Iraq's Prime Minister Nouri al-Maliki
Iraq's Prime Minister Nouri al-Maliki speaks during an interview in Baghdad in this Jan. 12, 2014, file photo. Reuters/Thaier Al-Sudani/Files

Nuri al-Maliki’s Dawa Party called on Iraqi politicians to accept the former prime minister’s replacement on Wednesday, despite Maliki’s resistance in stepping aside. The Iraqi National Alliance, a coalition of Shia parties in Iraq, nominated Haider al-Abadi, a former spokesperson for the Dawa Party, for Maliki’s job on Monday.

The Dawa Party “called on political blocs to cooperate with the constitutionally designated Prime Minister, Mr. Abadi, and accelerate the formation of a government in the defined time period," it said in a statement released Wednesday.

This marks a change of tone from their earlier decision to reject Abadi’s nomination, but it also reflects Iraq’s need for a unified government.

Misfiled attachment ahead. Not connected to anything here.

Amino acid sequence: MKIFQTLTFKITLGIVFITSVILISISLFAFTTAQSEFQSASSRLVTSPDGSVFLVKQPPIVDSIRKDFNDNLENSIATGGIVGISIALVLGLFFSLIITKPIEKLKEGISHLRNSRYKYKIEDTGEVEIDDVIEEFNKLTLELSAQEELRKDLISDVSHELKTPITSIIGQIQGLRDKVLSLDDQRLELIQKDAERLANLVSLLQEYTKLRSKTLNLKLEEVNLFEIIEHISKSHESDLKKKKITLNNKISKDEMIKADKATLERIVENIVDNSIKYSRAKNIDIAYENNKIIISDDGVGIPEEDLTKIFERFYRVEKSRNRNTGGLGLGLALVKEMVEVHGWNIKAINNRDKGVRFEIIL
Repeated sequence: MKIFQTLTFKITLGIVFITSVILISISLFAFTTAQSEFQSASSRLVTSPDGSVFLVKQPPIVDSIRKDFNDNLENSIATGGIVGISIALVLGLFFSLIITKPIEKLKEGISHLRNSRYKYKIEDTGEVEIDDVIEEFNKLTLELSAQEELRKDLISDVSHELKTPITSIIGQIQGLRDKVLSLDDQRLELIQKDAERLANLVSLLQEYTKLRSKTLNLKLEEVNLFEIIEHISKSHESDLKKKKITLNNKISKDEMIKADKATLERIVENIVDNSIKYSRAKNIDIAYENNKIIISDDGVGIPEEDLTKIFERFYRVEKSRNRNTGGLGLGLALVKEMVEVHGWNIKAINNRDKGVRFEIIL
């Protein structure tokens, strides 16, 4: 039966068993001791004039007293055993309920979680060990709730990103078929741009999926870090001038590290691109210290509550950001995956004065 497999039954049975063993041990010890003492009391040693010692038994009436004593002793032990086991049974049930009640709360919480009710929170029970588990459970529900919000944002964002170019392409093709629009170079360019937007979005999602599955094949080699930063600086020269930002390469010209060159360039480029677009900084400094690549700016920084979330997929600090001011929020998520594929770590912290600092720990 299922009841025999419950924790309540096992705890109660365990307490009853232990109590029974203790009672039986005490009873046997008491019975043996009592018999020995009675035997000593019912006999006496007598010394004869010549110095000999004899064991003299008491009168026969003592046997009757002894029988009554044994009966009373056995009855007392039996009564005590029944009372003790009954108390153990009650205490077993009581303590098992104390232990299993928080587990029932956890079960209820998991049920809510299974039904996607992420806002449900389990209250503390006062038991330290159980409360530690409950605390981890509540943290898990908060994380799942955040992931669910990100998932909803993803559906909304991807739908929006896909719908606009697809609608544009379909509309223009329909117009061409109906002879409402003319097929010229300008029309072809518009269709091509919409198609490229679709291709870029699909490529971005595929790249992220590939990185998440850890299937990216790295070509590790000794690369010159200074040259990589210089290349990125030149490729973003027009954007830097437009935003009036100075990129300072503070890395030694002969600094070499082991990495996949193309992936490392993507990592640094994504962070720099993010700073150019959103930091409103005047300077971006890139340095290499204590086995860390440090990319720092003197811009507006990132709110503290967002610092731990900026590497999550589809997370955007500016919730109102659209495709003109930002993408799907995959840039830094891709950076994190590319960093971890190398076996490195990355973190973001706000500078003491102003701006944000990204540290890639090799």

The nomination came at a crucial time as Iraq is battling one of the most vicious Sunni-Islamist groups currently vying for power in the country: the Islamic State, formerly known as the Islamic State of Iraq and Syria. Abadi already held consultations on Wednesday to form a government of both Sunnis and Shiites in order to avoid Iraq falling deeper into sectarian violence, and to put up a unified front against ISIS.

The statement was released as Maliki continued to protest his removal, stating that legally he is Iraq’s rightful Prime Minister as he is the leader of the biggest political bloc elected in April. He refused to step down until a court ruled on the legality of the issue.

Although Maliki was originally a U.S- backed choice for Iraq, U.S. Secretary of State John Kerry said on Tuesday that the U.S. would "fully support a new and inclusive Iraqi government.”